Many people are surprised when I suggest not cleaning ears frequently. I usually say that if your dog appears comfortable, a little bit of blackish or reddish wax is not a big problem. Just let it be unless it appears to plug the ear canal and your vet can tell you if it does.
Some breeds are predisposed to ear wax and if your dog is one of them see if the wax amount decreases after you are finished with a cleanse, giving healthy supplements and adjusting their diet.
If the wax is still present, you just have to accept the fact that your dog has a propensity for waxy ears. In such cases, doing less is more when it comes to cleaning.
Here is what you can do:
1. Have your dog’s ears examined and cleaned professionally at a veterinary clinic
2. Start implementing this ear program
3. If your dog doesn’t scratch, leave the ears alone
4. If your dog scratches and your vet confirms a yeast infection, clean the ears once and use an all natural Zinc-based drops like Zn 4.5 Otic.
How do I apply Zn4.5 Otic?
- The ear should be cleaned with a suitable cleanser before a regimen of treatment is started.
- Administer five to eight drops once to twice daily into the vertical ear canal, gently massage and then wipe away any excess with a tissue.
- Continue this treatment for two weeks and stop.
- If your dog reverses to itchy ears, I suggest that you have a bacterial ear culture done.
STEP 7: Avoid steroids! Use anti-inflammatory alternatives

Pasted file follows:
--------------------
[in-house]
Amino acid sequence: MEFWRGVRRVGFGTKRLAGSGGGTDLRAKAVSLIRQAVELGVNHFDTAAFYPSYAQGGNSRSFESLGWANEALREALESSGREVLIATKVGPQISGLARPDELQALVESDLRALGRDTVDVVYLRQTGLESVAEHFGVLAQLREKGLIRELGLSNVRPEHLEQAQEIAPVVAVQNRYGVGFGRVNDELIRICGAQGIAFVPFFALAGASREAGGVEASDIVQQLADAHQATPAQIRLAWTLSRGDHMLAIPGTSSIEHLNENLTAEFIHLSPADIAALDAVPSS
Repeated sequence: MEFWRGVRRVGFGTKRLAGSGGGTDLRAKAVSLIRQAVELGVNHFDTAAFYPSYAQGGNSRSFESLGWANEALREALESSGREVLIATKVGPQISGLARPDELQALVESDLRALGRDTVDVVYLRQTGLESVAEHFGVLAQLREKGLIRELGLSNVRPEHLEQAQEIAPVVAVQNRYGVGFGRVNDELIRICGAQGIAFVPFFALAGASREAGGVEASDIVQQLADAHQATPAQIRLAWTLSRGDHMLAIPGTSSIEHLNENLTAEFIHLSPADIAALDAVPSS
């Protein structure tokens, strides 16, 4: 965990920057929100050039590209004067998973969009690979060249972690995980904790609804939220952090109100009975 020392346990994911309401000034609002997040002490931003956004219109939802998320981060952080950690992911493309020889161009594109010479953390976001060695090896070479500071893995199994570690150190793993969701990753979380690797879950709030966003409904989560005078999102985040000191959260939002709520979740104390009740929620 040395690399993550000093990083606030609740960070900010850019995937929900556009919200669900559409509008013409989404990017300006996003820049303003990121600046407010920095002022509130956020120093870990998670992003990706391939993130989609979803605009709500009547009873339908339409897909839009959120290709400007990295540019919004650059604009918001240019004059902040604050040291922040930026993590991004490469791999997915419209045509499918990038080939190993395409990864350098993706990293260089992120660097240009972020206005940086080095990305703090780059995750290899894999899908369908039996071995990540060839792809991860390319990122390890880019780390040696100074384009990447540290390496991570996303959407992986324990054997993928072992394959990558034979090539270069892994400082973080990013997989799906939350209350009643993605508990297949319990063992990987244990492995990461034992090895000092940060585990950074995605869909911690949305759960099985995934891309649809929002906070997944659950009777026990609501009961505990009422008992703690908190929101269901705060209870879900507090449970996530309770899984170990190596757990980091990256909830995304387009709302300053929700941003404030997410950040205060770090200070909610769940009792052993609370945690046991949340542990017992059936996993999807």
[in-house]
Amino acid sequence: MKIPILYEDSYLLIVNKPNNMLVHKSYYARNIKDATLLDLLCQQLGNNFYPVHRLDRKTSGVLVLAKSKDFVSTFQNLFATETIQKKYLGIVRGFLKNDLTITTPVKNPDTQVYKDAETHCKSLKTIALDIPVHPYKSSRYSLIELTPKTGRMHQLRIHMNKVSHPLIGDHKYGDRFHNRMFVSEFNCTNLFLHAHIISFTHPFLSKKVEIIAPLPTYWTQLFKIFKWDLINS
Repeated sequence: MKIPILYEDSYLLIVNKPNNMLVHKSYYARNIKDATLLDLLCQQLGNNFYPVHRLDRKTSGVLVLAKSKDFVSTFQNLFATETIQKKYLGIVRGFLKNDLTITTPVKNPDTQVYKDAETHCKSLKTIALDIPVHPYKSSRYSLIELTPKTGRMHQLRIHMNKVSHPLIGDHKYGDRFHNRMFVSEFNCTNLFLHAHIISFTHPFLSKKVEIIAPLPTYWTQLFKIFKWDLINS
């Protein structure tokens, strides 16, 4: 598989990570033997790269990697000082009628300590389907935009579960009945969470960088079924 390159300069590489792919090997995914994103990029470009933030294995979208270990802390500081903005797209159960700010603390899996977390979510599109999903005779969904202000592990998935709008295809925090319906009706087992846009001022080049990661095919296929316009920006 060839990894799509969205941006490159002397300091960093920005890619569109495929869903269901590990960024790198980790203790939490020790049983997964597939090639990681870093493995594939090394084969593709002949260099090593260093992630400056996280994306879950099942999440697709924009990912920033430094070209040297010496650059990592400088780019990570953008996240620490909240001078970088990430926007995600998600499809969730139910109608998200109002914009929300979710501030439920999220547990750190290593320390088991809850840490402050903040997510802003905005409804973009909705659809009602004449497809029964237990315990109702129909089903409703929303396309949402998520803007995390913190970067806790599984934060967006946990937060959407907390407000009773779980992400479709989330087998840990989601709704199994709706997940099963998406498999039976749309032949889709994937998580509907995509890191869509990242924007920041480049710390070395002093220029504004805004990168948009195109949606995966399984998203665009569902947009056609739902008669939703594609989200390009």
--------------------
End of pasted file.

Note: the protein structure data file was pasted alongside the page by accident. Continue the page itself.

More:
From my experience, chronically inflamed ears can be painful and itchy. Conventional treatments consist of steroid/antibiotic drop combos that give people the illusion that all is better. However, steroids only suppress the immune system response, decrease the body’s ability to resist infections and absorb into the blood stream and affect the whole body.
It is unnecessary and outdated ear treatment.
If your dog’s ears are severely inflamed, sore and itchy, you may consider using Zyflamend, a turmeric-based internal anti-inflammatory. I have been using it safely for the past five years.
Zyflamend has been shown in preclinical studies to promote a healthy inflammation response that can benefit the whole body.
Whole-food antioxidants, including ginger, turmeric, green tea and rosemary, help combat oxidative stress and support healthy aging.* They deliver the full-spectrum benefits of whole herbs in their natural profiles, not isolated compounds.
I trust that as time progresses, you will be able to see the positive results, make your dog more comfortable and your life easier.
I would also be very grateful if you also share this info with others.
Next time, I will talk about food, intestinal tract and temporal mandibular joint and their relationship to ears.
When I consult with my new clients and their dogs with an ear problem, usually they tell me that their dog’s treatment cost them hundreds and often thousands of dollars.
My goal is that within three to six months, your dog will recover completely. If his or her ears have been damaged from long-term inflammation, this and also the upcoming info will help you find an acceptable equilibrium and reduce your treatment costs by 80 percent or more.
© Dr. Peter Dobias, DVM